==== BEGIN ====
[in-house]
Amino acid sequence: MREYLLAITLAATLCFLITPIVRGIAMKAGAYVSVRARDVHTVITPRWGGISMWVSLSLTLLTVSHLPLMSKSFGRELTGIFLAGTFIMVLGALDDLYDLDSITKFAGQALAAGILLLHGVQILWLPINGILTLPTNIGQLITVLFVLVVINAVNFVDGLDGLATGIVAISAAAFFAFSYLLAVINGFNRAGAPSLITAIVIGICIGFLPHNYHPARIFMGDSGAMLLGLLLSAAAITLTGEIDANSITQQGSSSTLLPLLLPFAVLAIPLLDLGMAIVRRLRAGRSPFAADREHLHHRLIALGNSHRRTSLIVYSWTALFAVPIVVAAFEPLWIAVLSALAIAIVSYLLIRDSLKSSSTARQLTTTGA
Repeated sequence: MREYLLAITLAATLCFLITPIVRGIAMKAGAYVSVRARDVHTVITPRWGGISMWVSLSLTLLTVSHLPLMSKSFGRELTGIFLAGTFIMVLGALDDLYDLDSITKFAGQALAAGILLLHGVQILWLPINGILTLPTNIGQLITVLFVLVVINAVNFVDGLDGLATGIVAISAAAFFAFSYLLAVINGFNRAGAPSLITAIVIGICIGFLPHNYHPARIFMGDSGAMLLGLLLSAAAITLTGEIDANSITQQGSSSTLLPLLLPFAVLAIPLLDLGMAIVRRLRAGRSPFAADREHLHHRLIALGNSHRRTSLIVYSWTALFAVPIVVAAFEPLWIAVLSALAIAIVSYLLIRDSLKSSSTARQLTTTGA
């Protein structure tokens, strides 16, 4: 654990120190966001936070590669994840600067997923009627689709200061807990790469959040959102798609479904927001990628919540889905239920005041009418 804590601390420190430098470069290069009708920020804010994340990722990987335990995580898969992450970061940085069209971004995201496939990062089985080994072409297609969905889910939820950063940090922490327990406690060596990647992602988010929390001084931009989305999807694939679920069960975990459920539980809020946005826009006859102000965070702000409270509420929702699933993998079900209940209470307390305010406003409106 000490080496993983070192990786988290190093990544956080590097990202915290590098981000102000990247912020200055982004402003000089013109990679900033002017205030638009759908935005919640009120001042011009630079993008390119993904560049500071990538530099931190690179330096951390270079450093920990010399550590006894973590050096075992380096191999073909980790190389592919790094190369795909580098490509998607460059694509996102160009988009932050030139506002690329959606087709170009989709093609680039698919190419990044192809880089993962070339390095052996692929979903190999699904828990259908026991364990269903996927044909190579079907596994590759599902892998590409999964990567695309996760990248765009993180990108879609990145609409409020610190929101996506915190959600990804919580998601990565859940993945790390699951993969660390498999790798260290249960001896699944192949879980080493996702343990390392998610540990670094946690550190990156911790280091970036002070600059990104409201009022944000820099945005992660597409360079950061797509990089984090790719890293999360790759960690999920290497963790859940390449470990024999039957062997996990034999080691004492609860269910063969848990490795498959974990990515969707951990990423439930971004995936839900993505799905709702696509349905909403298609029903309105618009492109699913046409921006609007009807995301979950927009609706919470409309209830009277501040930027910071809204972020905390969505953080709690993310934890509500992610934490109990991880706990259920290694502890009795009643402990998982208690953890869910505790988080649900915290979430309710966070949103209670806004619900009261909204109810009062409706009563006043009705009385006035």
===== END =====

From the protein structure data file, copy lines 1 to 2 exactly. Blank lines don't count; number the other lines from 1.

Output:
[in-house]
Amino acid sequence: MREYLLAITLAATLCFLITPIVRGIAMKAGAYVSVRARDVHTVITPRWGGISMWVSLSLTLLTVSHLPLMSKSFGRELTGIFLAGTFIMVLGALDDLYDLDSITKFAGQALAAGILLLHGVQILWLPINGILTLPTNIGQLITVLFVLVVINAVNFVDGLDGLATGIVAISAAAFFAFSYLLAVINGFNRAGAPSLITAIVIGICIGFLPHNYHPARIFMGDSGAMLLGLLLSAAAITLTGEIDANSITQQGSSSTLLPLLLPFAVLAIPLLDLGMAIVRRLRAGRSPFAADREHLHHRLIALGNSHRRTSLIVYSWTALFAVPIVVAAFEPLWIAVLSALAIAIVSYLLIRDSLKSSSTARQLTTTGA